We all know that people are the same
wherever you go
There's good and bad in everyone
We learn to live, we learn to give each other
What we need to survive
When McCartney and Stevie Wonder sang that it was all about race relations within a single, western society. Maybe I was blinded by consumerism when I first heard it, but for me it seems to take on more and more of a global reference.
I'm so glad I don't work for a big company. I'm so glad my husband's work doesn't have a Christmas 'do'. I'm so glad I am out of the sales driven loop of party dresses, party shoes, hair-dos and alcohol, shopping trips and lunches out, the lot. The blind little rat run that convinces you all these things are desired or even necessary. The consumerist trap that waves sparkly things at us and cashes in as we behave like brainless, enthralled magpies. The one that has us all looking in the mirror, sucking in the gut, comparing our finery, our income, our attitude and 'party spirit' to those around us until consumerism becomes a measure of having a good time, and having a good time becomes a measure of entering into the spirit of the season.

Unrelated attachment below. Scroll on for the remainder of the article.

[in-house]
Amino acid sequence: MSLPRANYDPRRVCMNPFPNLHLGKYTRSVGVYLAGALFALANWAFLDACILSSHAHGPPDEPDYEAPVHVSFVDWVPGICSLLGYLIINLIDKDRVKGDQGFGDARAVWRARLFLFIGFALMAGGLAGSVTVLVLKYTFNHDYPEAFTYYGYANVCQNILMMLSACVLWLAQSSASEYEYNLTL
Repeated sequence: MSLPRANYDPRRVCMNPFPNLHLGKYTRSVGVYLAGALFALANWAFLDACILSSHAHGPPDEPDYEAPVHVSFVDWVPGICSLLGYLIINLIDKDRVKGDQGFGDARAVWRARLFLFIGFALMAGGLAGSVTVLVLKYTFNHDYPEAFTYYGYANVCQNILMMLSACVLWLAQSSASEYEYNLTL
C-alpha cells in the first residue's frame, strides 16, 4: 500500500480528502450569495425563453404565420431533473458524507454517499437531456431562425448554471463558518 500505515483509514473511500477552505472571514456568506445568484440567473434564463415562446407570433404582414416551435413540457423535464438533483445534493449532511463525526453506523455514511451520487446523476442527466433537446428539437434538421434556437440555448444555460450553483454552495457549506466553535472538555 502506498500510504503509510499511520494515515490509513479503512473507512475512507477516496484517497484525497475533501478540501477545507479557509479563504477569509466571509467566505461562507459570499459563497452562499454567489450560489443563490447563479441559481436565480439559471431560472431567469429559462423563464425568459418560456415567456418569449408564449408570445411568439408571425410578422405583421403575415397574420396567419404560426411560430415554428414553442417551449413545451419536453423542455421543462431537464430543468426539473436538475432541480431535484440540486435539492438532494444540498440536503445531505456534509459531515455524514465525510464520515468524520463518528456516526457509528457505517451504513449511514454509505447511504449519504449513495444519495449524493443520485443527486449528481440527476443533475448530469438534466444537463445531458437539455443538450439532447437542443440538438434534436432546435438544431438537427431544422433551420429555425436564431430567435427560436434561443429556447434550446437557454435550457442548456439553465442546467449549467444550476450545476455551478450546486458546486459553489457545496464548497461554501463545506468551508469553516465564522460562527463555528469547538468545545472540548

One day when the kids are bigger, I may slip back in to that life - never say never - but today I know I will sit down to a huge Turkey dinner next Friday, ostensibly in the name of Christ and of peace and of goodwill to all men. At some point in the day I will mentally shut the door on the outside world and wallow in a comfort of my own making, one that relates only to my nearest and dearest, to myself and to the satsumas, nuts, chocolates, or what movie is on the telly. At the moment that happens I will consider it to be all good Christmas Cheer. All will be right with the world, in my tiny brain, simply because all will be indulged, in 'my' world.
It's not right, is it.